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How To Deal With An Alcoholic In Denial

Published on July 29, 2021
How To Deal With An Alcoholic In Denial

People with alcohol use disorder (also called alcohol addiction) face a significant amount of judgment or stigma. That’s why many of them won’t admit they have the disease, which is often called alcoholic denial.

If your family member or friend struggles with alcoholic denial, you may feel hopeless. Fortunately, there are a number of steps you can take to help your loved one recover.

Warning Signs Of Alcoholic Denial

A person with alcoholic denial may:

  • lie about how much alcohol they drink
  • lie about how often they drink alcohol 
  • joke about their alcohol use to make it seem less serious
  • hide alcohol in odd places
  • claim they can’t have alcohol use disorder because they drink less than other people
  • claim they can’t have alcohol use disorder because they only drink expensive alcohol

In addition, many high-functioning alcoholics (also called functional alcoholics) will argue that they can’t have alcohol use disorder because they manage to go to work, take care of their kids, or complete other daily tasks.

How To Deal With An Alcoholic In Denial

It’s difficult to help someone who won’t acknowledge their alcohol problem. However, it’s not impossible. To support your loved one in the recovery process, you can: 

Learn The Symptoms Of Alcohol Use Disorder

Your loved one will do everything they can to convince you they don’t have alcohol use disorder. Thus, to identify when your loved one’s struggling, you must study the disease’s symptoms.

The most common symptoms are tolerance and alcohol dependence. Tolerance means that over time, your loved one will need increasingly larger or more frequent drinks to become intoxicated. 

Physical dependence means your loved one can’t function properly without alcohol. When they don’t drink, they may experience withdrawal symptoms such as anxiety, mood swings, and shakiness. 

Along with experiencing tolerance and physical dependence, a person with alcohol use disorder may:

  • lose interest in activities they once enjoyed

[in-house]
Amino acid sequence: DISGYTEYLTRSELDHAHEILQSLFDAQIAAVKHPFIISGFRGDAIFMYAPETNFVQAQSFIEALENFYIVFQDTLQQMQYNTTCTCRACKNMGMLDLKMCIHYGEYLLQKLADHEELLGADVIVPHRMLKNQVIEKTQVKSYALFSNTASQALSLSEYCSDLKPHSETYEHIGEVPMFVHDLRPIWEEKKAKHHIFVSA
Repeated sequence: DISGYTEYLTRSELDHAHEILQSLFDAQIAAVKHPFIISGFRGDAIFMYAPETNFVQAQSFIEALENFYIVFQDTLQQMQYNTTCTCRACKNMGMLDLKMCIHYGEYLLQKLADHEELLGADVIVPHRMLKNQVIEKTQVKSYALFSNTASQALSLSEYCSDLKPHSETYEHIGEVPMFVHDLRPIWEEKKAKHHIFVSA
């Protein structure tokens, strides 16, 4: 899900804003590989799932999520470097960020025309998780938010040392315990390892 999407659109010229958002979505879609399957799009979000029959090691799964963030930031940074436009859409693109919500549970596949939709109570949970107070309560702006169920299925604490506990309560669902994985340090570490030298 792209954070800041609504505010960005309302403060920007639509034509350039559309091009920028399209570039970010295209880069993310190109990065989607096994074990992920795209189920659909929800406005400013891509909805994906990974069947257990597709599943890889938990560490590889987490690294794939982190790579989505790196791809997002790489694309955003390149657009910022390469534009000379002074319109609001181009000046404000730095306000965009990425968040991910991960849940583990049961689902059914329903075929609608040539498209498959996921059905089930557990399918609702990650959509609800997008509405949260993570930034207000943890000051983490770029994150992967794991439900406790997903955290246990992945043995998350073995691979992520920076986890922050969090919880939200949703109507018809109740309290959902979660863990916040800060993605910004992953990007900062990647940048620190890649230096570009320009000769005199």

• spend less time with friends and family
  • forget what happened while they were drinking
  • get angry when they can’t drink
  • frequently borrow or steal money 

Don’t Enable Your Loved One

When your loved one’s alcohol use disorder disrupts their life, you may feel an urge to rescue them. For example, you might:

  • tell their boss they’re too sick to come to work (when they’re actually just hungover)
  • frequently give them money
  • pay their bills for them

Although these actions come from a place of love, they do more harm than good. That’s because they shield your loved one from the negative consequences of their drinking habits. 

When a person doesn’t face consequences, they’re much more likely to continue drinking and denying they have a problem. 

Take Care Of Yourself

Dealing with a loved one who’s in denial may leave you feeling stressed. When you don’t take good care of yourself, you can’t take good care of your loved one. 

Boost your well-being by getting plenty of sleep, eating healthily, and exercising. You can also engage in relaxing activities like reading, yoga, and meditation. 

In addition, you’ll need an emotional support system. Luckily, there are multiple support groups designed for people whose loved ones have alcohol use disorder, including:

Have An Honest Conversation With Your Loved One

At some point, you and your loved one will need to discuss your concerns about their drinking habits. Initiate the conversation in a private, comfortable place when your loved one is calm and sober. 

Don’t judge or attack your loved one. Instead, gently share your concerns. 

If possible, provide specific examples of damage caused by their drinking problem (such as a drunk driving accident). These examples make it more difficult for your loved one to deny they have a problem. 

Listen to your loved one’s responses. You may learn why they started abusing alcohol in the first place. 

For example, many people drink to cope with mental health concerns like stress, grief, or depression. The more you learn about your loved one’s drinking problem, the more you’ll be able to help them.

If your loved one refuses to discuss their disorder, contact a therapist, addiction interventionist, or other behavioral health care provider. They can help you design a more personalized plan for talking to your loved one. 

Help Your Loved One Find Treatment

When your loved one finally admits they have an alcohol problem, they may need help looking for an addiction treatment center. 

If your loved one shows signs of depression, anxiety, or another mental health issue, look for a dual diagnosis treatment program. These programs provide alcohol rehab alongside treatment for other mental health issues.

If your loved one seems hesitant to start treatment, suggest that they start with a support group like Alcoholics Anonymous or SMART Recovery. There, they can connect with other people recovering from substance use disorders and learn valuable coping skills. 

To learn more about treatment options for alcohol use disorder, please reach out to an Ark Behavioral Health specialist. We offer a variety of substance abuse treatment services, including medical detox, mental health therapy, aftercare planning, and more.

Written by Ark Behavioral Health Editorial Team
This page does not provide medical advice.

National Institute on Alcohol Abuse and Alcoholism - Alcohol Use Disorder
U.S. National Library of Medicine - Alcohol Use Disorder (AUD)
U.S. National Library of Medicine - Alcohol withdrawal

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